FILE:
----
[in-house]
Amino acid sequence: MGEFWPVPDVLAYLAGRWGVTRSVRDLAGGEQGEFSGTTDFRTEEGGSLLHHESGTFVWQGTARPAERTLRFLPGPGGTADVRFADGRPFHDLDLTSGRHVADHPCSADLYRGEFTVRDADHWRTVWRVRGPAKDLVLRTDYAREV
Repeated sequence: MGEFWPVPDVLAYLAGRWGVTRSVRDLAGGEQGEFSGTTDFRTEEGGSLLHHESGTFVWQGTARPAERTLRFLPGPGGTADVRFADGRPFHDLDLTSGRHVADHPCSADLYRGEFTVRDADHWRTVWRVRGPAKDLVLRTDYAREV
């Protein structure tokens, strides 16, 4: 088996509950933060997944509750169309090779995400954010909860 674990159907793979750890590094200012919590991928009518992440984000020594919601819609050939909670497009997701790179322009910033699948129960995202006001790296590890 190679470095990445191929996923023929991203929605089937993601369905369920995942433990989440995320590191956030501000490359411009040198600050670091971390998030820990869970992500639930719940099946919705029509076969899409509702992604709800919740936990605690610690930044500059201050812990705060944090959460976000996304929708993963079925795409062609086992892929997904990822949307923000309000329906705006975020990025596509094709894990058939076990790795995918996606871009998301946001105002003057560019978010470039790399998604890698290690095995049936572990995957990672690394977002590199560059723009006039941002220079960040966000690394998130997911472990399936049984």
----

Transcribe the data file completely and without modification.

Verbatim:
[in-house]
Amino acid sequence: MGEFWPVPDVLAYLAGRWGVTRSVRDLAGGEQGEFSGTTDFRTEEGGSLLHHESGTFVWQGTARPAERTLRFLPGPGGTADVRFADGRPFHDLDLTSGRHVADHPCSADLYRGEFTVRDADHWRTVWRVRGPAKDLVLRTDYAREV
Repeated sequence: MGEFWPVPDVLAYLAGRWGVTRSVRDLAGGEQGEFSGTTDFRTEEGGSLLHHESGTFVWQGTARPAERTLRFLPGPGGTADVRFADGRPFHDLDLTSGRHVADHPCSADLYRGEFTVRDADHWRTVWRVRGPAKDLVLRTDYAREV
């Protein structure tokens, strides 16, 4: 088996509950933060997944509750169309090779995400954010909860 674990159907793979750890590094200012919590991928009518992440984000020594919601819609050939909670497009997701790179322009910033699948129960995202006001790296590890 190679470095990445191929996923023929991203929605089937993601369905369920995942433990989440995320590191956030501000490359411009040198600050670091971390998030820990869970992500639930719940099946919705029509076969899409509702992604709800919740936990605690610690930044500059201050812990705060944090959460976000996304929708993963079925795409062609086992892929997904990822949307923000309000329906705006975020990025596509094709894990058939076990790795995918996606871009998301946001105002003057560019978010470039790399998604890698290690095995049936572990995957990672690394977002590199560059723009006039941002220079960040966000690394998130997911472990399936049984």